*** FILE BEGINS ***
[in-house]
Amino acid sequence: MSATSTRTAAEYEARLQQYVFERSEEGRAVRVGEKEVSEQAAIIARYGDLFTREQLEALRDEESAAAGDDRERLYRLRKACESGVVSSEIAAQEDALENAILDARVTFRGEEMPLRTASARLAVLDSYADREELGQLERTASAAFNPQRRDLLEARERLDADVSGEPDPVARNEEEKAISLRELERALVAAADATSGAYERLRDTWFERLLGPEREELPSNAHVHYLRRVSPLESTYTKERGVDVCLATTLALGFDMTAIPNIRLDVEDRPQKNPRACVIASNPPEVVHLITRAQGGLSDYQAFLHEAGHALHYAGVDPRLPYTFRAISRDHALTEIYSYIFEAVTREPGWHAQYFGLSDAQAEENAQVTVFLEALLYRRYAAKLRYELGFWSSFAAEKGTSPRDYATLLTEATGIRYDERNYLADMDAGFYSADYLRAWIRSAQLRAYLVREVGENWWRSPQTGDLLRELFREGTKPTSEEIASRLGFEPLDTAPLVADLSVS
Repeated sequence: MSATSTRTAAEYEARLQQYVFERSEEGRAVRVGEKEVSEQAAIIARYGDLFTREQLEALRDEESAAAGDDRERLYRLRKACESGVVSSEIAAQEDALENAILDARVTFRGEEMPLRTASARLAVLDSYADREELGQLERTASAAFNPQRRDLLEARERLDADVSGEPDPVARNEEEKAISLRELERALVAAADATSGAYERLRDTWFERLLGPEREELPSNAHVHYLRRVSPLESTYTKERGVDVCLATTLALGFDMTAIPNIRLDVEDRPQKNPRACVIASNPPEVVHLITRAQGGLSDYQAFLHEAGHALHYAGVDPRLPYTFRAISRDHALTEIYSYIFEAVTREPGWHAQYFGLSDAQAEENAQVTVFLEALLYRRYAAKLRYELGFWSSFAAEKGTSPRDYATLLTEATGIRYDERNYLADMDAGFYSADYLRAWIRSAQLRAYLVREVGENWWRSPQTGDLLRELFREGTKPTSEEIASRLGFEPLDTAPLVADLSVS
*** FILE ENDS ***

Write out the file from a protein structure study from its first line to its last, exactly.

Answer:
[in-house]
Amino acid sequence: MSATSTRTAAEYEARLQQYVFERSEEGRAVRVGEKEVSEQAAIIARYGDLFTREQLEALRDEESAAAGDDRERLYRLRKACESGVVSSEIAAQEDALENAILDARVTFRGEEMPLRTASARLAVLDSYADREELGQLERTASAAFNPQRRDLLEARERLDADVSGEPDPVARNEEEKAISLRELERALVAAADATSGAYERLRDTWFERLLGPEREELPSNAHVHYLRRVSPLESTYTKERGVDVCLATTLALGFDMTAIPNIRLDVEDRPQKNPRACVIASNPPEVVHLITRAQGGLSDYQAFLHEAGHALHYAGVDPRLPYTFRAISRDHALTEIYSYIFEAVTREPGWHAQYFGLSDAQAEENAQVTVFLEALLYRRYAAKLRYELGFWSSFAAEKGTSPRDYATLLTEATGIRYDERNYLADMDAGFYSADYLRAWIRSAQLRAYLVREVGENWWRSPQTGDLLRELFREGTKPTSEEIASRLGFEPLDTAPLVADLSVS
Repeated sequence: MSATSTRTAAEYEARLQQYVFERSEEGRAVRVGEKEVSEQAAIIARYGDLFTREQLEALRDEESAAAGDDRERLYRLRKACESGVVSSEIAAQEDALENAILDARVTFRGEEMPLRTASARLAVLDSYADREELGQLERTASAAFNPQRRDLLEARERLDADVSGEPDPVARNEEEKAISLRELERALVAAADATSGAYERLRDTWFERLLGPEREELPSNAHVHYLRRVSPLESTYTKERGVDVCLATTLALGFDMTAIPNIRLDVEDRPQKNPRACVIASNPPEVVHLITRAQGGLSDYQAFLHEAGHALHYAGVDPRLPYTFRAISRDHALTEIYSYIFEAVTREPGWHAQYFGLSDAQAEENAQVTVFLEALLYRRYAAKLRYELGFWSSFAAEKGTSPRDYATLLTEATGIRYDERNYLADMDAGFYSADYLRAWIRSAQLRAYLVREVGENWWRSPQTGDLLRELFREGTKPTSEEIASRLGFEPLDTAPLVADLSVS